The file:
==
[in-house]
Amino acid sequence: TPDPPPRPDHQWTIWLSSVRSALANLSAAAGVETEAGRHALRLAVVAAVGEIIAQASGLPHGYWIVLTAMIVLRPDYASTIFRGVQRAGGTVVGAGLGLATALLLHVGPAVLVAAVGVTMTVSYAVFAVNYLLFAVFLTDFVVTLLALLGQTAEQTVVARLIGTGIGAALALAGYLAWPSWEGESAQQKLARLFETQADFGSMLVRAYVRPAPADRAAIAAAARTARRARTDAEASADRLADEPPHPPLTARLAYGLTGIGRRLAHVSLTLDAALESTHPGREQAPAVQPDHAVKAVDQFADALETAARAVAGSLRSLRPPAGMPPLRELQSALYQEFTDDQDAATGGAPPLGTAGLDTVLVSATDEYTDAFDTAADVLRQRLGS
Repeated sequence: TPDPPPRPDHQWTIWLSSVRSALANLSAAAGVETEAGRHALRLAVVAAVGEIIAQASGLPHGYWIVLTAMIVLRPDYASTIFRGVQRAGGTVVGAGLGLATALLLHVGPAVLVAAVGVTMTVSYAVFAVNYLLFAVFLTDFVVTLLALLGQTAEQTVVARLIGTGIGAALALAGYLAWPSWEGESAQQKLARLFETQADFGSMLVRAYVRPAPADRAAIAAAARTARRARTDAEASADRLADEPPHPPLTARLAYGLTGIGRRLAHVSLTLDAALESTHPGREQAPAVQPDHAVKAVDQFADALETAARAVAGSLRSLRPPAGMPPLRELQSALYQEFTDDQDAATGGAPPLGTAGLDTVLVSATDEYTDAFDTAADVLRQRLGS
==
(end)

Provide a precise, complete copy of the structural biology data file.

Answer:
[in-house]
Amino acid sequence: TPDPPPRPDHQWTIWLSSVRSALANLSAAAGVETEAGRHALRLAVVAAVGEIIAQASGLPHGYWIVLTAMIVLRPDYASTIFRGVQRAGGTVVGAGLGLATALLLHVGPAVLVAAVGVTMTVSYAVFAVNYLLFAVFLTDFVVTLLALLGQTAEQTVVARLIGTGIGAALALAGYLAWPSWEGESAQQKLARLFETQADFGSMLVRAYVRPAPADRAAIAAAARTARRARTDAEASADRLADEPPHPPLTARLAYGLTGIGRRLAHVSLTLDAALESTHPGREQAPAVQPDHAVKAVDQFADALETAARAVAGSLRSLRPPAGMPPLRELQSALYQEFTDDQDAATGGAPPLGTAGLDTVLVSATDEYTDAFDTAADVLRQRLGS
Repeated sequence: TPDPPPRPDHQWTIWLSSVRSALANLSAAAGVETEAGRHALRLAVVAAVGEIIAQASGLPHGYWIVLTAMIVLRPDYASTIFRGVQRAGGTVVGAGLGLATALLLHVGPAVLVAAVGVTMTVSYAVFAVNYLLFAVFLTDFVVTLLALLGQTAEQTVVARLIGTGIGAALALAGYLAWPSWEGESAQQKLARLFETQADFGSMLVRAYVRPAPADRAAIAAAARTARRARTDAEASADRLADEPPHPPLTARLAYGLTGIGRRLAHVSLTLDAALESTHPGREQAPAVQPDHAVKAVDQFADALETAARAVAGSLRSLRPPAGMPPLRELQSALYQEFTDDQDAATGGAPPLGTAGLDTVLVSATDEYTDAFDTAADVLRQRLGS